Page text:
Creating an Attractive and Practical Executive Benefits Plan

Retirement benefits are as important to your top executives as their salary—but funding these in a way that satisfies both the executive’s needs and the credit union’s can be a challenge, especially with the limits placed on 401(k) contributions and the cost of employer-sponsored retirement plans. So credit unions are being forced to find creative solutions to the executive benefits dilemma.

 

By CUES Director Membership

 
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A poor-performing benefits plan can significantly impact a credit union's ability to attract the best among qualified candidates. Despite the challenges, there are a number of options for credit unions and their executives, including:

457(f) Plans
The 457(f) plan is a non-qualified, deferred compensation plan. Credit unions typically create these programs and fund them with a one-time contribution. The benefit that develops from this arrangement is not vested to the executive until some date in the future, which is spelled out in the written agreement between the executive and the credit union. If the executive should leave before the prescribed date, they forfeit the benefit. This is called a “risk of forfeiture” and is what keeps the arrangement untaxed until vesting occurs. Generally, the program is set up so the credit union recoups its original investment.

Section 162 Executive Bonus Plans
A Section 162 plan is a simpler, more straightforward arrangement, based on the purchase of a life insurance policy for the executive. The credit union pays the premiums on the policy, but the executive owns the policy. These are better suited for credit unions with smaller asset sizes or for organizations seeking an attractive supplement to the compensation packages of senior executives who are lower in the organization's hierarchy.

Split-dollar Supplemental Executive Retirement Plan
The collateral assignment split-dollar supplemental executive retirement plan solution is similar to the Section 162 plan. The executive owns a life insurance policy in name and all premiums are paid by the credit union over a multiple-year period, instead of requiring a large, up-front investment. These premiums are treated as though they are loans given to the executive at a zero percent interest rate. Once the agreement is terminated, or upon the executive's death, the credit union is repaid the amount of the “loan” in full. The remaining value is paid to the executive's estate. During retirement, the executive takes tax-free loans against the policy to supplement their retirement income. This arrangement allows the benefit to be more robust than that supplied by a Section 162 plan.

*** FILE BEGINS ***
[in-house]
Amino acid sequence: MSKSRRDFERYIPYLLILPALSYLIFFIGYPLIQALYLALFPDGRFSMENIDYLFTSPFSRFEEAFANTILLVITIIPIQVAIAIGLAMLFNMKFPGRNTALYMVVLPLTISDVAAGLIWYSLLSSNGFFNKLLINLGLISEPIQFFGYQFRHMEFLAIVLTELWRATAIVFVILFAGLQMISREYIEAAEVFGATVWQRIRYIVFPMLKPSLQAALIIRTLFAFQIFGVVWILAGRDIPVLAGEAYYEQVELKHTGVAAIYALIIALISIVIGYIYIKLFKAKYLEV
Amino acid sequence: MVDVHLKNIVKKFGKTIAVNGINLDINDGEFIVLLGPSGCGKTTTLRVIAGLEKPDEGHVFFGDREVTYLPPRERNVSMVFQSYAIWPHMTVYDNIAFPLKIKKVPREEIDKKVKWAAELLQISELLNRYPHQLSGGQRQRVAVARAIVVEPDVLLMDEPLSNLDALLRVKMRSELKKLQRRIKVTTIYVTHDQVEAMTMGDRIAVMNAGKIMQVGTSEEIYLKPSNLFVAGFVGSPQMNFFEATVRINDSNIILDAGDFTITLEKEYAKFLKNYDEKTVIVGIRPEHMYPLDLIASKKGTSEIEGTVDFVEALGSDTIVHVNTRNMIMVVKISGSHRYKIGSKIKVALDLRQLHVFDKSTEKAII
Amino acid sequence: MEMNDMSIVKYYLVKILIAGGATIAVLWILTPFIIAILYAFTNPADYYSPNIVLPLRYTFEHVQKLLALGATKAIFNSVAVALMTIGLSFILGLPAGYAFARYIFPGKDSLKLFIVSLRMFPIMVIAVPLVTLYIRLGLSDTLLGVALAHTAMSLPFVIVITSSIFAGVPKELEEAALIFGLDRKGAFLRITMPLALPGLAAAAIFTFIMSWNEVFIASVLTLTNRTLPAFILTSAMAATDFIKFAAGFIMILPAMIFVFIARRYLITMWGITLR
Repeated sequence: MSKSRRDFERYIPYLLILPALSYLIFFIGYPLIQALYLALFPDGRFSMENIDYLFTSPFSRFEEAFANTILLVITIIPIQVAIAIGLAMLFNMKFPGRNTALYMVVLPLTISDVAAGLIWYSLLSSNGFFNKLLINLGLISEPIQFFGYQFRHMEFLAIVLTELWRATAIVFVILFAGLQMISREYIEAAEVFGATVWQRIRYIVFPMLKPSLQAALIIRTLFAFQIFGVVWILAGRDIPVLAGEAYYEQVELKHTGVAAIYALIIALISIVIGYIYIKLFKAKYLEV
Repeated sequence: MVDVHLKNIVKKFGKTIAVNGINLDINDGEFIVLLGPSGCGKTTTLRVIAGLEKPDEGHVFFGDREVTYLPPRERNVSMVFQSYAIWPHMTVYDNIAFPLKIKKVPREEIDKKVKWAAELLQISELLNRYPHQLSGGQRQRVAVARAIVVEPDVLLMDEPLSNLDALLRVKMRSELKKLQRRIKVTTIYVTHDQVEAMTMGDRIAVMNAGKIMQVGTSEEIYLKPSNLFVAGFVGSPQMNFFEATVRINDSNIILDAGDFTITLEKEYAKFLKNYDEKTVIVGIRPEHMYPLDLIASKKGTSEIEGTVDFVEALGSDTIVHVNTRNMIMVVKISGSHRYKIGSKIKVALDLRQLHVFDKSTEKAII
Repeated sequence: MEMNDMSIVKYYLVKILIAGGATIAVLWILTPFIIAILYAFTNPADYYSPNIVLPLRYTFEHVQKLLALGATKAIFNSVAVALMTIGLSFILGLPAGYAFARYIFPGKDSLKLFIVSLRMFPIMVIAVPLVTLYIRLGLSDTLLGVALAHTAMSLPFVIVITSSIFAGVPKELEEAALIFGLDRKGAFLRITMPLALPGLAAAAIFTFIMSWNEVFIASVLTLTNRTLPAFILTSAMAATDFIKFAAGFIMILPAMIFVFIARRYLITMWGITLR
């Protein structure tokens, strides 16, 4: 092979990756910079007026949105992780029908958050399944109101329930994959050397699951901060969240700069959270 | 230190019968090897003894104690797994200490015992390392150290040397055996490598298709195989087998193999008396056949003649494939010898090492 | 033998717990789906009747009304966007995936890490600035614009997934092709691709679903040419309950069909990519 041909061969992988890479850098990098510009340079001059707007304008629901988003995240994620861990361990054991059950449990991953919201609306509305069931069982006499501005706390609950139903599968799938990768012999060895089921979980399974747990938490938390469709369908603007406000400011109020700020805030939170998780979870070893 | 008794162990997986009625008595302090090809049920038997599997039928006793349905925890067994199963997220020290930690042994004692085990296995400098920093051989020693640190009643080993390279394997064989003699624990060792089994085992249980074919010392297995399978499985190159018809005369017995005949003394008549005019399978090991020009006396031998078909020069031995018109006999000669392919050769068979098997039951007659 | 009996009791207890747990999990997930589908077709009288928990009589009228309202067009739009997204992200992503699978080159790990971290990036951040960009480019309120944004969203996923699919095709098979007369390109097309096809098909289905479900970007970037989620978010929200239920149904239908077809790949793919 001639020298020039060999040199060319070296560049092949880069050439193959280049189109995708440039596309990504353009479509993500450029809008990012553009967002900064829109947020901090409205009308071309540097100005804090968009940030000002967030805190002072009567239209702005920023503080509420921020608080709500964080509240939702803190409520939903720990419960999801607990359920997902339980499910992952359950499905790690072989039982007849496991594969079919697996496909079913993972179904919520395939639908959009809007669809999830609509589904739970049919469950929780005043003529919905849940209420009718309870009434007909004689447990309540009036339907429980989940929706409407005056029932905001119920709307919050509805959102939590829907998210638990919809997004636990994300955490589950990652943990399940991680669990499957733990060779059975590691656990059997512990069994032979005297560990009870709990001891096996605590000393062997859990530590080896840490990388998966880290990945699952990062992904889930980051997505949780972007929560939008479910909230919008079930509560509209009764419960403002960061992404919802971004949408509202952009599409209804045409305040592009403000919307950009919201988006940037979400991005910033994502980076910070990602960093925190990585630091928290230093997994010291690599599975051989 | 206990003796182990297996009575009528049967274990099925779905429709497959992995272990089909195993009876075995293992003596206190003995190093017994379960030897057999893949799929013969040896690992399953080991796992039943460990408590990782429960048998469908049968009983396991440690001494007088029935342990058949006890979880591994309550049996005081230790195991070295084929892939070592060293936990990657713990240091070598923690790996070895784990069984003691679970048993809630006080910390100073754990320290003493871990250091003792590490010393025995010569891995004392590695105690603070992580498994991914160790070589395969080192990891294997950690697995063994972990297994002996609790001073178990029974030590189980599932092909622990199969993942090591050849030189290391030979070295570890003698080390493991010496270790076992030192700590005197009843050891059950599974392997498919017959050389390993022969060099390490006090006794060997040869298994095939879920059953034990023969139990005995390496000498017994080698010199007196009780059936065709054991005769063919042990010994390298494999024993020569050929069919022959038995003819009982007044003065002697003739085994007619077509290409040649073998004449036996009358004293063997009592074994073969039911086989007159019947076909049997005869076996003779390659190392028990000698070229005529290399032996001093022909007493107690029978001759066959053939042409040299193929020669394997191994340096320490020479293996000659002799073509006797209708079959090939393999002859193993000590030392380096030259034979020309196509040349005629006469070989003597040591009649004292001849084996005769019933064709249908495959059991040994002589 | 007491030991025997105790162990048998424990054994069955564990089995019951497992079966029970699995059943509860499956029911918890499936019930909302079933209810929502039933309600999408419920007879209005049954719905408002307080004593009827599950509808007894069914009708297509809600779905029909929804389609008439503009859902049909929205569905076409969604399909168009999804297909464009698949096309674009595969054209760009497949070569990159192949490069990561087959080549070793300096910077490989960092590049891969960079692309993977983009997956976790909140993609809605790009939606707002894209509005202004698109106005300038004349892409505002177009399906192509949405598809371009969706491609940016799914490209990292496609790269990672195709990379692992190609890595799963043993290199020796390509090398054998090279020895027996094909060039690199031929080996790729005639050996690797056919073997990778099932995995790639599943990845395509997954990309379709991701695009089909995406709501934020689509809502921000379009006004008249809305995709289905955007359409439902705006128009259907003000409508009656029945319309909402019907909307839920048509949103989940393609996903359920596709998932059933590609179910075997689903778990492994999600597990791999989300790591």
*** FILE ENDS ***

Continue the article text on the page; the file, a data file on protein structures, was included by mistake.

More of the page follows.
CUES Executive Benefits presented by Preferred Benefit Partners Consulting, LLC (PBPC) works with credit unions of all sizes to determine which option is right for them. With the guidance and expertise of PBPC, the credit union is able to choose a plan that aligns with the organization's resources and the executive's needs.

To learn more about the advantages of pre-funded benefits through CUES Executive Benefits, visit cues.org/executivebenefits/; call Joe Tripalin, president, Preferred Benefit Partners Consulting, LLC, at 608-445-0984; or e-mail joe.tripalin@preferredbenefitpartners.com .

 

This sponsored content article is provided to the credit union community for shared insights and knowledge from a recognized solutions provider in the industry. Please note that the views and opinions offered here do not reflect those of Callahan & Associates, and Callahan does not endorse vendors or the solutions they offer.

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June 16, 2008


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